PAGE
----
With each chapter having its own narrative style, there is some serious variety in different puzzles presented in each chapter too. The first chapter offers a traditional point and click adventure, while Episode Four is more about shifting ice puzzles (those puzzles where pushing something sends it flying until it hits a wall or object), and Episode Five is mostly about mathematical puzzles. It keeps the series fresh overall, and enables it so that if a player does not enjoy a particular chapter, there is still hope in the next, the chapters are not repetitive in the least.
Also keeping the series refreshing are the two voice actors for King Graham, Christopher Lloyd and Josh Keaton, as well as Mannannon’s voice actor, Wallace Shawn. For those unfamiliar, you may know them better as Doc Brown from Back to the Future (Lloyd), Shiro from the new Voltron series (Keaton), and Rex from Toy Story (Shawn). Graham’s voice actors lend him two distinct personalities at different parts of his life, with Keaton providing a sense of enthusiasm and wonder as Graham grows as a person, while Lloyd gives Graham a sense of age, wisdom and reverence towards his memories and his granddaughter. Shawn gives Mannannon a quick-witted but twisted feel, not too unfamiliar from his portrayal of Vizzini from the Princess Bride.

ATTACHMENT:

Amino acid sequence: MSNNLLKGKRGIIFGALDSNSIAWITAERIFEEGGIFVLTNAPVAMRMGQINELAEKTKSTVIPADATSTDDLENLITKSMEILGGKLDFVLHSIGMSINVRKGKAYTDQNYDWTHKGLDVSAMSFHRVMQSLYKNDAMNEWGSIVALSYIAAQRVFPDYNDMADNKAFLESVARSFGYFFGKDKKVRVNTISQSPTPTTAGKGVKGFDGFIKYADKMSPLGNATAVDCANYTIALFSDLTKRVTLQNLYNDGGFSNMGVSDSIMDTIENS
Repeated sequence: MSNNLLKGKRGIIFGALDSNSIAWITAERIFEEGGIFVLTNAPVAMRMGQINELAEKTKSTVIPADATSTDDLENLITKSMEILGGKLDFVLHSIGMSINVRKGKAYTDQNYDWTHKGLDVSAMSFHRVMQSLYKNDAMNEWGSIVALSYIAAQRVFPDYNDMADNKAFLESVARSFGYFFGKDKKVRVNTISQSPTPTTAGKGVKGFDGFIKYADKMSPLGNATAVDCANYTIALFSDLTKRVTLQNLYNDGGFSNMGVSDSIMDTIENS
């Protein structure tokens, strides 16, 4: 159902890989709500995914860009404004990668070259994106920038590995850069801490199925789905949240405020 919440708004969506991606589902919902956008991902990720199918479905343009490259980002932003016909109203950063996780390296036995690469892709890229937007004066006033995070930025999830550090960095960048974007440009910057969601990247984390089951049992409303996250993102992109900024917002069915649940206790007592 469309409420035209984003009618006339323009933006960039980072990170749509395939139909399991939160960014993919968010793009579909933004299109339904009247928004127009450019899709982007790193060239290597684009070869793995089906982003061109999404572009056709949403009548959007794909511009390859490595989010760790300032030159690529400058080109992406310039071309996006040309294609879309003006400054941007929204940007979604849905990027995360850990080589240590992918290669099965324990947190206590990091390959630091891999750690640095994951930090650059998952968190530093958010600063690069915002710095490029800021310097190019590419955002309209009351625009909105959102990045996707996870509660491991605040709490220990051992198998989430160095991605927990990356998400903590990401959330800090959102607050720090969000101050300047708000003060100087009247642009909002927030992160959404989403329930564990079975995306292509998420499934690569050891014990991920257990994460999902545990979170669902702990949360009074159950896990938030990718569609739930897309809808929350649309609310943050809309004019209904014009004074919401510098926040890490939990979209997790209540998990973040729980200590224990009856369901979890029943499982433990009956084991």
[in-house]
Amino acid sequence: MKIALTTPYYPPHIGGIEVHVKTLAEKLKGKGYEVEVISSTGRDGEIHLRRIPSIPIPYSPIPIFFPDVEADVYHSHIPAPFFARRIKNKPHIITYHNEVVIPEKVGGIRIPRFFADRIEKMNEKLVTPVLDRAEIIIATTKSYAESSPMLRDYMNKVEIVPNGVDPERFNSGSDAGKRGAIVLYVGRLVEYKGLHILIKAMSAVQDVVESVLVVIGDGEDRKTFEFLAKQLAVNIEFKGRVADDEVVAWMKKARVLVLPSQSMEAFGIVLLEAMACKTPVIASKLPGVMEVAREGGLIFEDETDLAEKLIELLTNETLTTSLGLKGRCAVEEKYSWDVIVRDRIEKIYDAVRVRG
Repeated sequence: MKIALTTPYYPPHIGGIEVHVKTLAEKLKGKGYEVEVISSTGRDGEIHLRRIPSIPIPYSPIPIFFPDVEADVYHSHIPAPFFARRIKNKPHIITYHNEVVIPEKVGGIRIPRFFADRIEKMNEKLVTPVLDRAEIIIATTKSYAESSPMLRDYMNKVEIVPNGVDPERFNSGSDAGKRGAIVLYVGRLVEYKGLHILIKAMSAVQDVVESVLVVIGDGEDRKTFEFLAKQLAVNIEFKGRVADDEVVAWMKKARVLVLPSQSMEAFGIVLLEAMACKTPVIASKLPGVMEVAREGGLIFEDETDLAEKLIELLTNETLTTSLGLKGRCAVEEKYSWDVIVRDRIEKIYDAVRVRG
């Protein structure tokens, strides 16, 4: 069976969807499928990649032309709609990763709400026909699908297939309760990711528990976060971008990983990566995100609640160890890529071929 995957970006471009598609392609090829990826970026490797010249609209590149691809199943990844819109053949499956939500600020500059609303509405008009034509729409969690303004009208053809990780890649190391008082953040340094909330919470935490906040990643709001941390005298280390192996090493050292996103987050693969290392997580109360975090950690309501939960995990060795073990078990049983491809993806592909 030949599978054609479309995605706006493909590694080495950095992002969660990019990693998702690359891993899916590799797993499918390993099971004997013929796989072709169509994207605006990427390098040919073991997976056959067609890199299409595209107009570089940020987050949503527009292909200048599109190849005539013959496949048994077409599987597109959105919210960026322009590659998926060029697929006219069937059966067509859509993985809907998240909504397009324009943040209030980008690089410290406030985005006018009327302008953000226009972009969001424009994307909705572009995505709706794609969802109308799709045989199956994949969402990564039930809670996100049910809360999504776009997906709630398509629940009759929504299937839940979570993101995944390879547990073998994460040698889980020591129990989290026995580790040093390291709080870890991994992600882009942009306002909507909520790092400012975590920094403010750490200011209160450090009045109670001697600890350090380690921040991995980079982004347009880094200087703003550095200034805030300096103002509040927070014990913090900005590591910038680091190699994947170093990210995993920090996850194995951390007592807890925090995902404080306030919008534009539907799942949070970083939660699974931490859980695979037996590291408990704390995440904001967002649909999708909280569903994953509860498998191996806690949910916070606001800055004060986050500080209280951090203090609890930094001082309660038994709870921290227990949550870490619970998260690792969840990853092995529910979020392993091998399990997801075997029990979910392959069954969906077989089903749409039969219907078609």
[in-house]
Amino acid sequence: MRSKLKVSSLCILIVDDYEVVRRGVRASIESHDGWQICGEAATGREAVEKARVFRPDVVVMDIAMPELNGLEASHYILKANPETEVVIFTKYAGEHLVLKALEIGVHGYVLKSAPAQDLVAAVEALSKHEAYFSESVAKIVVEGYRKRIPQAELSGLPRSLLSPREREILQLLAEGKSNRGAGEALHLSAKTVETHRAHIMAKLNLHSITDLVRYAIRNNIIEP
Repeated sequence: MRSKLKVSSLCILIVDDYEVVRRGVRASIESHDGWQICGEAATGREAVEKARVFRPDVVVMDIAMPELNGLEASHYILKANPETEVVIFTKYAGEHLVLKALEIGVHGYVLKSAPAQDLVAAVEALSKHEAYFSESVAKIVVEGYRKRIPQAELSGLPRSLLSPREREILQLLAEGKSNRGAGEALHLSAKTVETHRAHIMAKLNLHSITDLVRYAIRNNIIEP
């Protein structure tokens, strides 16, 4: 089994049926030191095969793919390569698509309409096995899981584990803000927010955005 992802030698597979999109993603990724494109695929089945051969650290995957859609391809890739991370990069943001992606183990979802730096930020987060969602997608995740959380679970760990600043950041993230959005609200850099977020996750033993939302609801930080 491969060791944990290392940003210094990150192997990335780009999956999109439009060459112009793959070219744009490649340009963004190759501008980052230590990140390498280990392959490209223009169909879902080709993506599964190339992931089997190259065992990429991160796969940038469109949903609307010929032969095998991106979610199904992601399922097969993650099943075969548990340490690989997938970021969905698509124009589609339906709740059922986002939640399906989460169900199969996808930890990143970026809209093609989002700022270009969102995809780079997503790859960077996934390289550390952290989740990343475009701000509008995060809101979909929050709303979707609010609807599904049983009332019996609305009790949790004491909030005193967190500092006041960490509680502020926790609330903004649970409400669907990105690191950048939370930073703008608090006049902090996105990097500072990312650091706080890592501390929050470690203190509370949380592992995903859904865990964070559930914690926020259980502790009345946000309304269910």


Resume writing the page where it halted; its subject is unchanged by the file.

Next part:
Who really shines in King’s Quest however is Maggie Elizabeth Jones. It is often difficult for child actors to portray characters other than themselves, but her portrayal of Gwendolyn really shines. She has had experiences with Matt Damon (We Bought a Zoo) and Jason Bateman (Identity Thief) which undoubtedly would have been a learning experience in itself. Her enthusiasm and childlike innocence is fitting for a young girl who wants to go on grand adventures like her grandfather. She also pulled off the final scenes of Chapter Five wonderfully, and it was her performance that brought me to tears.
Related reading: And for a very different example of a modern adventure game, check out Dontnod's brilliant Life is Strange. Our review of the first chapter.
Gwendolyn was such a strong character that she is the starring character in the Epilogue. Set some time after the first five episodes, Gwendolyn sets out on her first adventure. Some old friends pass by in a quick, cameo-like appearance, but the epilogue acts as a possible starting point for the inevitable second season. Gwendolyn briefly showcases some of the things she learned through Graham’s stories, and meets a character who has a connection to one of the characters from way back in chapter one. I really do hope they explore Gwendolyn further down the track, as I feel that being away from the shackles of having to stick to canon will make her story even better than Graham’s.
Many people may simply look at King’s Quest and think it’s cashing in on an old series and taking advantage of the revival of point and clickers. It is so much more. The Odd Gentlemen is such a small team, but Creative Director Matt Corba should be given some sort of award for his work with this game. He, and his team, handled the canon of the previous games beautifully, while managing to weave an entirely new and just as endearing storyline into it. The team might not have had an IP like The Walking Dead or Game of Thrones to work with, but King’s Quest does everything right.